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The Science Behind Galvanization And Why It’s Performed

  • April 6, 2019
Galvanized metal

Have you heard of galvanized metal? From pipes and fencing to screws and sheet metal, countless metal products are galvanized during production. Unless you’re familiar with this metal finishing process, though, you might be wondering why it’s performed. Galvanization doesn’t change the structural properties of metal, but it’s still a useful process for several reasons.

What Is Galvanization?

Galvanization is a metal finishing process in which zinc is applied over the surface of a metal object. It receives its name from Italian physician and physicist Luigi Galvani. According to Wikipedia, some of the first recorded uses involved galvanized metal occurred during the 1600s when it was used to create armor in India.

While terminology surrounding the word “galvanized” has changed over the years, it’s now used almost exclusively to describe a metal finishing process in which zinc is applied over a metal object, which is typically made of steel, aluminum or iron.

How Galvanization Is Performed

Although there are different ways to perform galvanization, most companies use the hot-dip method. As the name suggests, hot-dip galvanization involves the submersion of a metal object in molten zinc. Zinc is first heated to temperatures of about 850 degrees Fahrenheit, after which the metal object is lowered into the molten bath.

After allowing submerging the metal object in molten zinc, the object is then removed. Exposure to oxygen triggers certain chemical reactions with the molten zinc, essentially create a new metal known as zinc carbonate. The zinc carbonate hardens over the surface of the metal object, forming a relatively thin but strong protective shell.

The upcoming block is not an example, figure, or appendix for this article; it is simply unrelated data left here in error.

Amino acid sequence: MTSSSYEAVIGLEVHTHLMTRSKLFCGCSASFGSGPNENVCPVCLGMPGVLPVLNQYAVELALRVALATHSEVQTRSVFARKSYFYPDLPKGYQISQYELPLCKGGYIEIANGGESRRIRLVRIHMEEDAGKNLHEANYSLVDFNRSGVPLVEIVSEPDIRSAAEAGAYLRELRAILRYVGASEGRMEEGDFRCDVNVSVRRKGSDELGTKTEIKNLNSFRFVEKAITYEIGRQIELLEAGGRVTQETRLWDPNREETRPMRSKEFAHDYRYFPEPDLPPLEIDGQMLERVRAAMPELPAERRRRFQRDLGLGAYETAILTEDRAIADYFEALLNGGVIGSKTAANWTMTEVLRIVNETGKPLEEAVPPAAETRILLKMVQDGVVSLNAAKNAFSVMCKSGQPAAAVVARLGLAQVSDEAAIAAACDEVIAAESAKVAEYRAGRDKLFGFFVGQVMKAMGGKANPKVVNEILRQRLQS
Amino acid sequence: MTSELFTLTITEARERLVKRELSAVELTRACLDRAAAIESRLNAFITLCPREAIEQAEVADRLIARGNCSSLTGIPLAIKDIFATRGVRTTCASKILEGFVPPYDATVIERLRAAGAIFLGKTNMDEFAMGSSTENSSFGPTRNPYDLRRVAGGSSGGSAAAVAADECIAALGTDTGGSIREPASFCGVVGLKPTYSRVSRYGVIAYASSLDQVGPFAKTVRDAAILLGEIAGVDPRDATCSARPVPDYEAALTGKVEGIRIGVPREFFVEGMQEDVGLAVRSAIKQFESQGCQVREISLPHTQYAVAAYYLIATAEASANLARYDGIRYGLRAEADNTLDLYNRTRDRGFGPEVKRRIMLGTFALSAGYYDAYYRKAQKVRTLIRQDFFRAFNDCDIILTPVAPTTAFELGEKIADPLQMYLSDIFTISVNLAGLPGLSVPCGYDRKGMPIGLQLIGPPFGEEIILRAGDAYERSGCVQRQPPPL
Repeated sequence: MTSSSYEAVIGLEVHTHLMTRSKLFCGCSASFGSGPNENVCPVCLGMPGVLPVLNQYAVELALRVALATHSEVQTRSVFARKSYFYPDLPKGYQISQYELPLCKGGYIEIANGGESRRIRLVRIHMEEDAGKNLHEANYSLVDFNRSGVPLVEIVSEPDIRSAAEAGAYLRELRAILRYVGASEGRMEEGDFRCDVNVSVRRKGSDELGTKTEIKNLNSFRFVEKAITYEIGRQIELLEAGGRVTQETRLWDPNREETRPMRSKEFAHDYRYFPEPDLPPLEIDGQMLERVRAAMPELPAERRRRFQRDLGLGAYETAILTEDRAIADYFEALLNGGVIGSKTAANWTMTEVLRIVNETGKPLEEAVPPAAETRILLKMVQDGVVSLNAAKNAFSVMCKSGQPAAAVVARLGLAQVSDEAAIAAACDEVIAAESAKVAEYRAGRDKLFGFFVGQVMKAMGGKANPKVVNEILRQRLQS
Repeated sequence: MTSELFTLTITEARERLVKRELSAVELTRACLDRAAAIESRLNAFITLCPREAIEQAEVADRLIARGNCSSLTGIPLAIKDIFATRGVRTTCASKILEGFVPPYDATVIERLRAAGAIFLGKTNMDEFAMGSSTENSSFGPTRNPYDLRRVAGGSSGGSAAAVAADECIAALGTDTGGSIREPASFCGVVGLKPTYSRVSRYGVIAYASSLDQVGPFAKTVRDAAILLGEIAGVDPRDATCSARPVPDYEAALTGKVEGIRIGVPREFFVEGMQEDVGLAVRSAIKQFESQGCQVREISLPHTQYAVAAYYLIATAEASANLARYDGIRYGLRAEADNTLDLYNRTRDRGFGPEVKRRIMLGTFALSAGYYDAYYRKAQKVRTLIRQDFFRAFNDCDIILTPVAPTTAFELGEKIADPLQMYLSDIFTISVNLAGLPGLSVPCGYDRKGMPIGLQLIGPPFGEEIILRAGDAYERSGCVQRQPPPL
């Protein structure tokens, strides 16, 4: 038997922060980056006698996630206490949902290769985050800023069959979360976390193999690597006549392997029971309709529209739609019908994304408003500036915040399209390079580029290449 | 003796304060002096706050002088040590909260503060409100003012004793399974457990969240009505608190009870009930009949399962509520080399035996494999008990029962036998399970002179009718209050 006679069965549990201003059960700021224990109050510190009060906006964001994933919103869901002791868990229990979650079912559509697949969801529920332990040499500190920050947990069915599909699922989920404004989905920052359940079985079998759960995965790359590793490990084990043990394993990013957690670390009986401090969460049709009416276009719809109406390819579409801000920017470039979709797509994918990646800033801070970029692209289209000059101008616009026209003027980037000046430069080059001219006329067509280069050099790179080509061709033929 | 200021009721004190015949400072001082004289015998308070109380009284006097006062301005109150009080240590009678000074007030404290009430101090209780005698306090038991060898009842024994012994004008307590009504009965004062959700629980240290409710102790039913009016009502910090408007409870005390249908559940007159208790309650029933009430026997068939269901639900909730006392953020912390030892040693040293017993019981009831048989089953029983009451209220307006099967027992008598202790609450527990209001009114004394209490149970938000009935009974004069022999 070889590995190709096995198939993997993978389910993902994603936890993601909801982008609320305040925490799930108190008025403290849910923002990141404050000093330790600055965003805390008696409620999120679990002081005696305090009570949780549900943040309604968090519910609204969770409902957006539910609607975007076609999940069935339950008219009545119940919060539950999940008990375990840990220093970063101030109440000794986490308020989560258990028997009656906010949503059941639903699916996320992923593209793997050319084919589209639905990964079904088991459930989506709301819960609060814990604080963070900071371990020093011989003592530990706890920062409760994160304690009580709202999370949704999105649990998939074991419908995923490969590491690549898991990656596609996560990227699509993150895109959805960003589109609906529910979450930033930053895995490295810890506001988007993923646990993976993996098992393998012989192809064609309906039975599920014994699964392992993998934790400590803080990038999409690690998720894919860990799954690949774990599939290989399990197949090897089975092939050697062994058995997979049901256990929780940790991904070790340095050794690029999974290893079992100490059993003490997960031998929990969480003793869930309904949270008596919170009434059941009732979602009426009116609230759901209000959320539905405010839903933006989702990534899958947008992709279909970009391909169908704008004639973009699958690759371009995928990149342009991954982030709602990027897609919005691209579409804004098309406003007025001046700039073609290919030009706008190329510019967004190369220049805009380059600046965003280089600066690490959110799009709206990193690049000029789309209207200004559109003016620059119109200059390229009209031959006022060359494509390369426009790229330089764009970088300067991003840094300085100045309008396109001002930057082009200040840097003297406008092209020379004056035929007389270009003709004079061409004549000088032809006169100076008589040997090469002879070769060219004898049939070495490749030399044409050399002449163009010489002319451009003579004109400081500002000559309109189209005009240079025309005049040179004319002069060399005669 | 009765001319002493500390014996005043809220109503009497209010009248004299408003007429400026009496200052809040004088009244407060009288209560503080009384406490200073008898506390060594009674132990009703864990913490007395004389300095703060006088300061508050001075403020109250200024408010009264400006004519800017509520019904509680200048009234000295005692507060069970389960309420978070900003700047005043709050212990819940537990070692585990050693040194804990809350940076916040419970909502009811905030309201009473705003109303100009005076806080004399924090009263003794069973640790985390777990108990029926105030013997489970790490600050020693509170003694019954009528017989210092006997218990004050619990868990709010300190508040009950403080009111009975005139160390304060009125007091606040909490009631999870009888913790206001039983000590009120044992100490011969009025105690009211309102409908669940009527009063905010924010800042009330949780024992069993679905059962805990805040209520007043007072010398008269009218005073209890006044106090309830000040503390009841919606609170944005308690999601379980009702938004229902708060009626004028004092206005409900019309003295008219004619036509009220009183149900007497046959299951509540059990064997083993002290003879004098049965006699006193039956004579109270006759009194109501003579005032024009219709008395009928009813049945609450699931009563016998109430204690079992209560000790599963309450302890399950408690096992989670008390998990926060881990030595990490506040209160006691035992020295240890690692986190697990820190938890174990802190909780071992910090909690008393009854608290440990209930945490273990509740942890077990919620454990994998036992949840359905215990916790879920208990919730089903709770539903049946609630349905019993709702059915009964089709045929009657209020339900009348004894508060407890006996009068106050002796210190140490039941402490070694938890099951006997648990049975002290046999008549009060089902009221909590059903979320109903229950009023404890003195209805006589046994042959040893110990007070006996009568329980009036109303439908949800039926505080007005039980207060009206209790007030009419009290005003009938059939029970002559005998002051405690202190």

Zinc is used in galvanization because it’s more chemically activate than other metals. As a result, molten zinc is able to create a stronger reaction when exposed to oxygen.

The Purpose of Galvanization

Galvanization is performed to primarily to protect metal objects from corrosion. It forms a thin but highly protective coating over the surface of metal objects, protecting the metal from corrosion-triggering substances and elements. Without galvanization, for example, metal objects may rust or corrode when used outdoors or in other humid environments. As airborne moisture comes into contact with the metal, it triggers corrosion through oxidation. Over time, this corrosion can eat away at the metal, creating holes while jeopardizing its integrity in the process. Galvanization, however, forms a barrier over metal objects to protect them from corrosion-triggering substances and elements, including airborne moisture vapor.

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